April 5, 2010
There is no running water on the island. To use the bathroom, we would fill up a jug with salt water, dipping into a 55-gallon barrel outside the door. When finished, we poured the saltwater into the toilet, making sure that we started high with the water jug and kind of “pushed” the water into the bowl quickly, so the contents would be flushed. If we had used paper in the bathroom, that would be put into a waste container. Only solids and liquids went into the toilet so it would decompose in the latrine more efficiently.
There was a separate 55-gallon drum filled with fresh water that we could use at the sinks for washing our hands and faces. Then a spigot was strapped to a tree outside the latrine that we would turn on to fill a five-gallon bucket every day for one “shower.” I would normally use two to three gallons per shower, only once a day, when the work was done. I stood in the shower and rinsed off first, then applied the soap and shampoo, and then rinsed again. My goal each day was to have about a gallon of water left after the final rinse so I could hold the bucket up and pour it slowly over my head … the most refreshing time of a blistering day on the island of Bocachica, off the coast of Cartagena, Colombia.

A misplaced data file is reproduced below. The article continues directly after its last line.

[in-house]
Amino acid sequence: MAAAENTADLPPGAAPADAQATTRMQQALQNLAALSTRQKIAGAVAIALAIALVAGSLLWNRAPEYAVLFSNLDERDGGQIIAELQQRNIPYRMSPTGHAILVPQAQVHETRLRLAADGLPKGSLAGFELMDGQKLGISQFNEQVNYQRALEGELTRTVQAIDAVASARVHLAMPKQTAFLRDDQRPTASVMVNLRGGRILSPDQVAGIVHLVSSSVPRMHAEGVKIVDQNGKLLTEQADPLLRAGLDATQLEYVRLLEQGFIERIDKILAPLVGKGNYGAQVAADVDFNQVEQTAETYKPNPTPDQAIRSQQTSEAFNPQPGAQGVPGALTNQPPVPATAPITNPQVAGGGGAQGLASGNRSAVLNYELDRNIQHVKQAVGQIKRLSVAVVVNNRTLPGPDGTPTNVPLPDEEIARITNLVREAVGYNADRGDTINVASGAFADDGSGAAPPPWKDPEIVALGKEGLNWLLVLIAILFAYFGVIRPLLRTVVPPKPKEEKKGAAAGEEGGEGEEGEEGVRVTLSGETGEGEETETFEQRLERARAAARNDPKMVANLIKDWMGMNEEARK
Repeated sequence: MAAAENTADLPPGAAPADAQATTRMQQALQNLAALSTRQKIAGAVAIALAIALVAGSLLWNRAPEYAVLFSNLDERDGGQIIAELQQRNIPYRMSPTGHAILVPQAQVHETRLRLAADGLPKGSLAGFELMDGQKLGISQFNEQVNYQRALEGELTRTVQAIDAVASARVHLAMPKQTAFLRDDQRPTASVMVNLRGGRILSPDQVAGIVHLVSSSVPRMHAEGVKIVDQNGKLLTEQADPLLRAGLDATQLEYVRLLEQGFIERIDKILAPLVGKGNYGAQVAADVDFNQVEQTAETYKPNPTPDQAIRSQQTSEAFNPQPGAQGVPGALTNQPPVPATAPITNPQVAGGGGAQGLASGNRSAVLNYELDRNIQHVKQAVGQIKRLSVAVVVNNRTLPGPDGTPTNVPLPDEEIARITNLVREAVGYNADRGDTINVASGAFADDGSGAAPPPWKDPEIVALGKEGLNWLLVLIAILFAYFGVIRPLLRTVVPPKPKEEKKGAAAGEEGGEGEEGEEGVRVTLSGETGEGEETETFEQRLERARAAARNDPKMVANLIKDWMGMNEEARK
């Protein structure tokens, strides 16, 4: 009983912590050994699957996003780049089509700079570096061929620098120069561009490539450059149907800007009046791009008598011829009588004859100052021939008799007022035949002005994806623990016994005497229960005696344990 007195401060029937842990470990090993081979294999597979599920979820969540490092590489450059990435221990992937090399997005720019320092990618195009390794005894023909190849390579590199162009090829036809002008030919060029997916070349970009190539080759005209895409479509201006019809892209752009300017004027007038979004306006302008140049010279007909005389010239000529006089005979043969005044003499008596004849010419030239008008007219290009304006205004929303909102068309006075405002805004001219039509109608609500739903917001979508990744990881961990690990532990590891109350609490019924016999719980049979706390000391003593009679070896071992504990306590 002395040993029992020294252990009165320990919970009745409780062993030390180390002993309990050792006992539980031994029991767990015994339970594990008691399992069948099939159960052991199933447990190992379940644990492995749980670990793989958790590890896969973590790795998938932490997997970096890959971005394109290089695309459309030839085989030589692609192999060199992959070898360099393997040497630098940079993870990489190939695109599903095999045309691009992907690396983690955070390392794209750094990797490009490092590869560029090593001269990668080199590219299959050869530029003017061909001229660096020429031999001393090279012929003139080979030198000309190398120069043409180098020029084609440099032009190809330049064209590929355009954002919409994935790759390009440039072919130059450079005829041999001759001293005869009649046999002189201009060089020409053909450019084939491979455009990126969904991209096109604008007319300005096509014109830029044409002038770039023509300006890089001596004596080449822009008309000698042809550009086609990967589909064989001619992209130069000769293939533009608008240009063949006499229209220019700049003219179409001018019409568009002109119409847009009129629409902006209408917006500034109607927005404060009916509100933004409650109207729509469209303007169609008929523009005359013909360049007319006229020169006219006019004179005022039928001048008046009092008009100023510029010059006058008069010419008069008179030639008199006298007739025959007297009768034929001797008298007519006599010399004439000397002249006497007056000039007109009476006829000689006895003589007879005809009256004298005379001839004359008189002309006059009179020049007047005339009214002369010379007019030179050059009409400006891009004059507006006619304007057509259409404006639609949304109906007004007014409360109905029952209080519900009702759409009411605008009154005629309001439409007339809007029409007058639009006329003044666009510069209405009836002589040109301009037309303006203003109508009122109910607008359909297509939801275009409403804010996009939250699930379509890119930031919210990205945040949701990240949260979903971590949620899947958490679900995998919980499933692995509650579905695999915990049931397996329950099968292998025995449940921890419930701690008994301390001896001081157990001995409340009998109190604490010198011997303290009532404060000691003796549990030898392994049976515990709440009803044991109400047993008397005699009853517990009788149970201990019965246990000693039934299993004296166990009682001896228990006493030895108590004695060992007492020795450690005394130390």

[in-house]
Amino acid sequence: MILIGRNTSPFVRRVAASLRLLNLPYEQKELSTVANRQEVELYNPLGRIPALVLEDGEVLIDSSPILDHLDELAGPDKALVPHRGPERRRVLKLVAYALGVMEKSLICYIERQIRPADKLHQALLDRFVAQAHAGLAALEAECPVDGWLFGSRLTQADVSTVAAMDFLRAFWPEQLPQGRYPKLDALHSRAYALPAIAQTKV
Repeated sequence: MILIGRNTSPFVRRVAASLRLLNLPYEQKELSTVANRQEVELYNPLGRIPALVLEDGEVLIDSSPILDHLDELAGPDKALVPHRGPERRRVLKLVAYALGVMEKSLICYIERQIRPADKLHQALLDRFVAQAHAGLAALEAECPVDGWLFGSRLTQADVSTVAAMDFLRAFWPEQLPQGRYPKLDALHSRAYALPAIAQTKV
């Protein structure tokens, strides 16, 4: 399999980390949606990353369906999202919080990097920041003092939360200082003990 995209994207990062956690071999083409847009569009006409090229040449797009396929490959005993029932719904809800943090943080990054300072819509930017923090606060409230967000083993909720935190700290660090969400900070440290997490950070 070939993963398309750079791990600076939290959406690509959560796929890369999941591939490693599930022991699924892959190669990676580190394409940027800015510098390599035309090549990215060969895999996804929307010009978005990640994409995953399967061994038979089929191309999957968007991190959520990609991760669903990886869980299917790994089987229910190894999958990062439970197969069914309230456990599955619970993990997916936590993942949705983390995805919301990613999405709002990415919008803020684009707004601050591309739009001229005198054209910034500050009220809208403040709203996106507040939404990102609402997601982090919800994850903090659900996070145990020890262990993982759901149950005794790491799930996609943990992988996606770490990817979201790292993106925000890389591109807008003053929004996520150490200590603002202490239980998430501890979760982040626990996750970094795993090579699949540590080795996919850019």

Twenty of us from Antioch Community Church went there to work with Jorge and Karen Silva, the founders and directors of “Proyecto Libertad” (Project Liberty), a mission under the umbrella of YWAM. Our days consisted of digging latrines and pouring concrete floors for the people who live on the island. A latrine is five feet deep, wide, and long, and is dug by sweaty Americans and Colombians, using shovels and pick axes. Some teams in the past have had to pound through dirt that is as hard as concrete. The longest time on record is 2 and 1/2 days of back-breaking torture. The shortest time until this year was 2 hours and 29 minutes. I can proudly say that the team I was part of shattered that record by four minutes, finishing our latrine in 2 hours and 25 minutes. Some of you may smirk at this feat, thinking, “That’s nothing!” But you need to know that teams from Bogota have come to the island and attempted to break the American record, sometimes after training, planning, even praying for “victory.” This new record will strike fear into their hearts and provoke them to work harder and faster. The team of Vic, Beth, Mark, Hannah, Lydia, Sydney, Guillermo and Thomas can only high-five each other and say to all challengers: “Bring it.”
The evenings were spent doing a Marriage and Family Conference. After the sessions, I would open it up for questions and was reminded that people have the same needs and desires all over the world. They wanted to know how to work through conflicts in the marriage when one spouse wants to talk about it and the other wants to forget about it. They asked how to deal with a rebellious son or daughter. They asked what to do when a child wants to pit one parent against another in order to get his way. For each question, we looked to the Bible, because it “is profitable for doctrine, for reproof, for correction, for training in righteousness.”
If you are looking for a place to make a difference, with your time or your resources, ask me more. The people of Bocachica will say, “Muchas gracias.”